In its annual human rights report, the State Department described a sharp drop in Afghanistan's security last year, with civilians suffering the most from the spike in violence. The report blamed insurgents and said that almost one-third of Afghanistan was plunged into armed conflict, hurting the government's ability to protect its citizens and extend its influence.
In Iraq, however, where the U.S. military is preparing to leave, the government was blamed for reportedly committing arbitrary killings in 2009. Rights abuse continued despite an improvement in general security in Iraq, the report said.
The report on the state of human rights in 194 countries around the world also described abuse in Asia, the Middle East, Africa and Europe.
China was slammed for harassing lawyers and activists seen by the government as threats to the Chinese Communist Party, and for increasing repression of Tibetan and Uighur minorities and tightly controlling and monitoring the Internet.
The report said local government and insurgent forces in Russia's North Caucasus region reportedly were responsible for murders, torture and kidnappings.
The report is often dismissed by foreign governments that say the United States should focus on its own rights abuses, including complaints about President Barack Obama not following through on a pledge to close the detention center at Guantanamo Bay, Cuba; U.S. missile attacks meant to kill insurgents in the Pakistan-Afghan border area; and the continued use of the death penalty.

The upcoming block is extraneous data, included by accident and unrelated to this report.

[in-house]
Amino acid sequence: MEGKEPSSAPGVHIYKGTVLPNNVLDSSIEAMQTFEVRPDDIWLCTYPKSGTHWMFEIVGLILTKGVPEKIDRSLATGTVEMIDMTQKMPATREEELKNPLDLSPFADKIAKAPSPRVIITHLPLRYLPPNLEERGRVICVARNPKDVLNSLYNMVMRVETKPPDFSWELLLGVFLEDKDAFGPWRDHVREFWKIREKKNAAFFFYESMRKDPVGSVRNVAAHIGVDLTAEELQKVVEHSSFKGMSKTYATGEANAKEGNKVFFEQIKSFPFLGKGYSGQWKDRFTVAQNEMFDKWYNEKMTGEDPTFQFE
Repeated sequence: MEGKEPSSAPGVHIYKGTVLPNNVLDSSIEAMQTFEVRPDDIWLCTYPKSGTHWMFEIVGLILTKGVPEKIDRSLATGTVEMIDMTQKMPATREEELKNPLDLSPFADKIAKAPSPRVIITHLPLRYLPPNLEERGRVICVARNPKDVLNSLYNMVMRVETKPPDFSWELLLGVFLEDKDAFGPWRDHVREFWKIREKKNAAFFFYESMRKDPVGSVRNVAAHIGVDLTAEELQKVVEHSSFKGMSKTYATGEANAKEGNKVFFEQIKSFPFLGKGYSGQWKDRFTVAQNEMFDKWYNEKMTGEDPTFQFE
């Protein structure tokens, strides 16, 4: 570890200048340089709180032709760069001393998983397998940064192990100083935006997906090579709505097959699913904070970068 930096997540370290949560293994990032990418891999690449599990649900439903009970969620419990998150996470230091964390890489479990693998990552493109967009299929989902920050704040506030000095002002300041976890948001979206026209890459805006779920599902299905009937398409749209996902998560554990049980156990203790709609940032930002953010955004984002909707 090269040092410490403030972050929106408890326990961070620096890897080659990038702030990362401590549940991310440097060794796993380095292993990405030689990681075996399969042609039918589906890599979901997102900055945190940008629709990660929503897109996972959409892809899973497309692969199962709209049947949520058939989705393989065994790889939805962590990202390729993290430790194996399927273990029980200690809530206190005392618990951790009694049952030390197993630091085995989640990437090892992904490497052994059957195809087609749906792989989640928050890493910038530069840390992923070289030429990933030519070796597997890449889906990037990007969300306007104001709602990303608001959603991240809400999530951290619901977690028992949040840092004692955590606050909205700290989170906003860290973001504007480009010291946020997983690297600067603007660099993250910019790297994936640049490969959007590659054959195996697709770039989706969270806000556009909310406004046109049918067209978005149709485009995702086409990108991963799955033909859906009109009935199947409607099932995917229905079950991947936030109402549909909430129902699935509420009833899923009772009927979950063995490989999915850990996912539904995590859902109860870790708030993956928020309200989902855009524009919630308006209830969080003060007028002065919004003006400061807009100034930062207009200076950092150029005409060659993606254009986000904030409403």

U.S. officials addressed that criticism Thursday, saying that a number of other government reports exist to examine the U.S. rights record.
Michael Posner, an assistant secretary of state for human rights, said that later this year, the U.S. Trafficking in Persons report will for the first time rank the United States as it does foreign governments.
"We hold every government, including our own, to a single universal standard," Posner said.
In Afghanistan, the report said that insurgent attacks increased last year, "with civilians bearing the brunt of the violence." Civilian casualties in Afghanistan, where U.S. commanders have ordered troops to use caution, stir anger and highlight a growing impatience with the U.S.-led forces' inability to secure the country after more than eight years of war.
The report said Pakistan saw extrajudicial killings, torture and disappearances last year, despite some positive steps by the country's civilian government. It says hundreds of civilians died because of militant attacks in the rugged area along the Afghan border.